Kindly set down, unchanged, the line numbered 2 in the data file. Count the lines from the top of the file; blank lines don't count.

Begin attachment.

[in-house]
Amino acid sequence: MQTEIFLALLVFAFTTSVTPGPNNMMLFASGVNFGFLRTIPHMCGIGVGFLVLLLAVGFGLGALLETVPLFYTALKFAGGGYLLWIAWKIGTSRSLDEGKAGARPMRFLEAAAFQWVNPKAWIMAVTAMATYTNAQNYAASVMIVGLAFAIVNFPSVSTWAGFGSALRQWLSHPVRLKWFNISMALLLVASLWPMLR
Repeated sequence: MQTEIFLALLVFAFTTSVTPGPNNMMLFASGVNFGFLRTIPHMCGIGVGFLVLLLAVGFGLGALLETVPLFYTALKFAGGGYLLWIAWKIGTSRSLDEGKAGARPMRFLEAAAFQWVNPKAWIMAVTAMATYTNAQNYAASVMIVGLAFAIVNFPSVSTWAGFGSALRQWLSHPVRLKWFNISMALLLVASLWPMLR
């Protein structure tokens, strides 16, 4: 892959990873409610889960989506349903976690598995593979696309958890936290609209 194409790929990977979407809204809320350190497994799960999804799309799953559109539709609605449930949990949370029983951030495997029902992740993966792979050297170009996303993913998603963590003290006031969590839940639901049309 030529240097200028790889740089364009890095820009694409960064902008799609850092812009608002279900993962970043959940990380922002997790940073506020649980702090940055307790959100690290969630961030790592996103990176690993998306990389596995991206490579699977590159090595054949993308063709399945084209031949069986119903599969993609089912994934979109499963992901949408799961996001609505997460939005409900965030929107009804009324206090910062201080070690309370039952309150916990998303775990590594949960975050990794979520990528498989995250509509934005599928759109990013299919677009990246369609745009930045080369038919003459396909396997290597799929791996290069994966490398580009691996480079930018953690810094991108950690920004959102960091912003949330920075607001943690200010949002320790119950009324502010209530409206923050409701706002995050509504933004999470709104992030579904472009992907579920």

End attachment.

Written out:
Amino acid sequence: MQTEIFLALLVFAFTTSVTPGPNNMMLFASGVNFGFLRTIPHMCGIGVGFLVLLLAVGFGLGALLETVPLFYTALKFAGGGYLLWIAWKIGTSRSLDEGKAGARPMRFLEAAAFQWVNPKAWIMAVTAMATYTNAQNYAASVMIVGLAFAIVNFPSVSTWAGFGSALRQWLSHPVRLKWFNISMALLLVASLWPMLR